Why So Serious, Superman?

Zack Snyder gives "Superman" a somber, space age makeover.

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Zack Snyder's Superman reboot may be titled "Man of Steel," but kryptonite is the element that steals the show, with the film's focus being a threat from its hero's birth planet, Krypton.

To revive the franchise, director Snyder and screenwriter David S. Goyer expand on Superman's (Henry Cavill) origin, opening with a lengthy sequence detailing his birth and his parents' (Russell Crowe and Ayelet Zurer) decision to launch him into space for a new life on Earth. Krypton is dying, and its top general, Zod (Michael Shannon), has been exiled for attempting to save it by staging a coup. Their hope is that their son can learn to live peacefully with Earth's humans.

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From there, the menacing mood never dissipates. Growing up in Kansas with loving adoptive parents (Kevin Costner and Diane Lane), Clark Kent realizes he possesses physical features and abilities unlike any human. But it's not until Clark meets the space age ghost of his birth father – his consciousness animated by a Krypton aircraft uncovered on Earth – that he learns he is meant to one day save humanity.


The opportunity to do so comes soon after, when Zod and his forces invade Earth, planning to recreate Krypton with their "world engine" while wiping out mankind in the process. To take on Zod, Superman has the help of ballsy reporter-cum-love-interest Lois Lane (Amy Adams). But first they must gain the trust of other humans, particularly U.S. military brass (Harry Lennix and Christopher Meloni) and the top scientist (Richard Schiff) leading the charge against the alien invasion.

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"Man of Steel," not surprisingly, is heavy on the action and the carnage, with Zod's climatic attack on Metropolis recalling imagery of the 9/11 terrorist attacks. The pacing is tight, and the movie never loses momentum – which is remarkable, considering it clocks in at nearly two and a half hours. Cavill carries the burden of the famed role (celebrating its 75th anniversary this year) on his very cut shoulders. He ably handles the fight scenes – of which there are many – often supplanted with plenty of CGI as he and Zod tumble through the air. But Cavill's piercing blue eyes betray the occasional moment of vulnerability, particularly when Superman parses out his fate.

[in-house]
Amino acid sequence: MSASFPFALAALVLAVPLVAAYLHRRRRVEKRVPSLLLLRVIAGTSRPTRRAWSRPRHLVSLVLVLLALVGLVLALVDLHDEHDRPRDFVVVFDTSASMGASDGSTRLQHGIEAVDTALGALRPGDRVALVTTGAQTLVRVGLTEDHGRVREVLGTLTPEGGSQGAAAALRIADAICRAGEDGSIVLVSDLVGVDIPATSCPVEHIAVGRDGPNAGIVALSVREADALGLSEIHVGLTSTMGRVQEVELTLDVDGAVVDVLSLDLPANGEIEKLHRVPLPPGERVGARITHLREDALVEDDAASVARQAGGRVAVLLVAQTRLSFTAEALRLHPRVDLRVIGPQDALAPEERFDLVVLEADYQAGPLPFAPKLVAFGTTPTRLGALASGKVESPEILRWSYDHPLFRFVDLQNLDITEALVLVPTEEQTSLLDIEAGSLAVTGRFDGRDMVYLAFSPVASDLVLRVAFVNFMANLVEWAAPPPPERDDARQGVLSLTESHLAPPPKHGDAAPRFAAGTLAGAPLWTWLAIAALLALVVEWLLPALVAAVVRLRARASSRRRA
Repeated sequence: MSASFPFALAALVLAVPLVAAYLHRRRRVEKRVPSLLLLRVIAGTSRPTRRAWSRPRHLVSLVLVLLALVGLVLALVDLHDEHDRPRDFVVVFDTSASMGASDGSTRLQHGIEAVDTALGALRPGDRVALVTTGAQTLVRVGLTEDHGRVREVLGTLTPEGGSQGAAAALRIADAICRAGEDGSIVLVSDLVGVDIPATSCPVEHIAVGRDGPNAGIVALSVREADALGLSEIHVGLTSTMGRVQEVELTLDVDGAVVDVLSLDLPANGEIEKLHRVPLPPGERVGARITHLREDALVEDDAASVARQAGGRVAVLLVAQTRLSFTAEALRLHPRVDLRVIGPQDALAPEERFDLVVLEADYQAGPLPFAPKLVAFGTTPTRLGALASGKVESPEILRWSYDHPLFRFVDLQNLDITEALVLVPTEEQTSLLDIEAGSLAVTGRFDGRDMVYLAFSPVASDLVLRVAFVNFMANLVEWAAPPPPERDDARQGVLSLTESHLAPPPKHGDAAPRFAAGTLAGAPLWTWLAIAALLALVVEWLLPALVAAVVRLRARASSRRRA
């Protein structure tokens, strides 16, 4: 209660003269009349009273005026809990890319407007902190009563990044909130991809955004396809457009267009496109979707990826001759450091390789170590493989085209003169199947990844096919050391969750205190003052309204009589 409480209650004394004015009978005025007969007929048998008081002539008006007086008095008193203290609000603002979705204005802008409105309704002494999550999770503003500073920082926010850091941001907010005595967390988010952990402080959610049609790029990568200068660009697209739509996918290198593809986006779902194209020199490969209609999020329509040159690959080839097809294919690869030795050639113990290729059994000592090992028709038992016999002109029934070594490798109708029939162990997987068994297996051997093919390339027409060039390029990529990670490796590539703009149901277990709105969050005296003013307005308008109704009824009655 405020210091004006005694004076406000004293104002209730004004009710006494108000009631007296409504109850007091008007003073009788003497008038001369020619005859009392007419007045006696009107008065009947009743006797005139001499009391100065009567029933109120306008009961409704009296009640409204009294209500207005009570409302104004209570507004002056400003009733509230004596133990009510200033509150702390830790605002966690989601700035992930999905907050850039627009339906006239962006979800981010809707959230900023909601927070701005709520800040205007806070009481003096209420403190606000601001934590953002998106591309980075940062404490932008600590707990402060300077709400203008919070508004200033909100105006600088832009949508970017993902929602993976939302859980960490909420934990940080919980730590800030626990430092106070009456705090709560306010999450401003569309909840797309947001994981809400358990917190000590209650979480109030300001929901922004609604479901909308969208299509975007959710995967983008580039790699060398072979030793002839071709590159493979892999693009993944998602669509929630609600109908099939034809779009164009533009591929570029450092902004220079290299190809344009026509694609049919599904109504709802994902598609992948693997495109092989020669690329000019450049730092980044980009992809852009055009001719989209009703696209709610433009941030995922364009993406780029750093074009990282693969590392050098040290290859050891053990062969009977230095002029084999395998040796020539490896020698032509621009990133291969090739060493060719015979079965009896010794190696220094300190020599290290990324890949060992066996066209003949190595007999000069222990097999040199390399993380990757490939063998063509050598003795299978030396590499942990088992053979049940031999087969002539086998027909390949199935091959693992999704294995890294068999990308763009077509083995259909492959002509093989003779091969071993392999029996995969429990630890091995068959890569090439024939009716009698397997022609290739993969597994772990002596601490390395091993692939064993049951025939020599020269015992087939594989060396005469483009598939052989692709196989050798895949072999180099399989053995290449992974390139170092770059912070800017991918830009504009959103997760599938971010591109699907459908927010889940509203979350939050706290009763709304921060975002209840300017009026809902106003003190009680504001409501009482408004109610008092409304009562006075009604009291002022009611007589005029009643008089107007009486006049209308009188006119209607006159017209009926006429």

Lois is, thankfully, not just a notebook-carrying damsel in distress, but an active player in the battle against the Kryptons. The rest of the supporting cast is dutifully skeptical of the duo's assertions about Superman's motives, and "Man of Steel" even throws in a Julian Assange-type character for good measure.

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Perhaps the biggest flaw in "Man of Steel" is how seriously the movie takes itself. Attempts at humor are so infrequent and out of place that they feel off-putting. Rarely does anyone crack a smile – audience members included.

With Christopher Nolan credited for the story and as a producer, "Man of Steel" includes a few of his signature flourishes, particularly a booming score by Hans Zimmer and an ashy color palette. Yet "Man of Steel" lacks the social commentary of Nolan's "Dark Knight" series. Rather, the thematic conflict is one between destiny and Clark's ability to choose to be a hero. It's an existential crisis to be sure, with the fate of planet Earth resting on his decision. But that doesn't mean Superman can't have a little fun in the process.


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